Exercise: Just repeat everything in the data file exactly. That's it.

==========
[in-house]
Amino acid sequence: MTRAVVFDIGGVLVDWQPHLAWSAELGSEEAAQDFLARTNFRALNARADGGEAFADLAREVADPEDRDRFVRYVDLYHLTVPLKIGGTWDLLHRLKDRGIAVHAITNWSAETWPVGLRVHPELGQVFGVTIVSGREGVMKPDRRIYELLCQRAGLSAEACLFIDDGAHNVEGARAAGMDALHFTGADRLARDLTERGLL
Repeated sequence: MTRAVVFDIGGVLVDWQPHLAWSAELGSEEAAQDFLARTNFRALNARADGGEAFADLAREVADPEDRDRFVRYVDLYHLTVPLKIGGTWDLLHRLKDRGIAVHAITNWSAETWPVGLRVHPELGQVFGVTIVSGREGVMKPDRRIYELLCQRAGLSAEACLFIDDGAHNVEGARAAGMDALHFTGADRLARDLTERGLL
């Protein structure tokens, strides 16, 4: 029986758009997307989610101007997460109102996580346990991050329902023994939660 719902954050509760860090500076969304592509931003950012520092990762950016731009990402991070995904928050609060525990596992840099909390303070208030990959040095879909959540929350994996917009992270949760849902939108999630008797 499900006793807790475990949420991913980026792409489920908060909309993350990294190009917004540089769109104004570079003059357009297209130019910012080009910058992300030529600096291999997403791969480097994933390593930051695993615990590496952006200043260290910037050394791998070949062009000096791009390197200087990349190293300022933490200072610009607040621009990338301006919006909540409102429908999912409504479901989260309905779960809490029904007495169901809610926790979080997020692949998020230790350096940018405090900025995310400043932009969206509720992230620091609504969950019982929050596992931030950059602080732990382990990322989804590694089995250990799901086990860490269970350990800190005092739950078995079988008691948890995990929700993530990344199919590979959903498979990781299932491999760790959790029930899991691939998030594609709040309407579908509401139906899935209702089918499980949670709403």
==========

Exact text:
[in-house]
Amino acid sequence: MTRAVVFDIGGVLVDWQPHLAWSAELGSEEAAQDFLARTNFRALNARADGGEAFADLAREVADPEDRDRFVRYVDLYHLTVPLKIGGTWDLLHRLKDRGIAVHAITNWSAETWPVGLRVHPELGQVFGVTIVSGREGVMKPDRRIYELLCQRAGLSAEACLFIDDGAHNVEGARAAGMDALHFTGADRLARDLTERGLL
Repeated sequence: MTRAVVFDIGGVLVDWQPHLAWSAELGSEEAAQDFLARTNFRALNARADGGEAFADLAREVADPEDRDRFVRYVDLYHLTVPLKIGGTWDLLHRLKDRGIAVHAITNWSAETWPVGLRVHPELGQVFGVTIVSGREGVMKPDRRIYELLCQRAGLSAEACLFIDDGAHNVEGARAAGMDALHFTGADRLARDLTERGLL
């Protein structure tokens, strides 16, 4: 029986758009997307989610101007997460109102996580346990991050329902023994939660 719902954050509760860090500076969304592509931003950012520092990762950016731009990402991070995904928050609060525990596992840099909390303070208030990959040095879909959540929350994996917009992270949760849902939108999630008797 499900006793807790475990949420991913980026792409489920908060909309993350990294190009917004540089769109104004570079003059357009297209130019910012080009910058992300030529600096291999997403791969480097994933390593930051695993615990590496952006200043260290910037050394791998070949062009000096791009390197200087990349190293300022933490200072610009607040621009990338301006919006909540409102429908999912409504479901989260309905779960809490029904007495169901809610926790979080997020692949998020230790350096940018405090900025995310400043932009969206509720992230620091609504969950019982929050596992931030950059602080732990382990990322989804590694089995250990799901086990860490269970350990800190005092739950078995079988008691948890995990929700993530990344199919590979959903498979990781299932491999760790959790029930899991691939998030594609709040309407579908509401139906899935209702089918499980949670709403």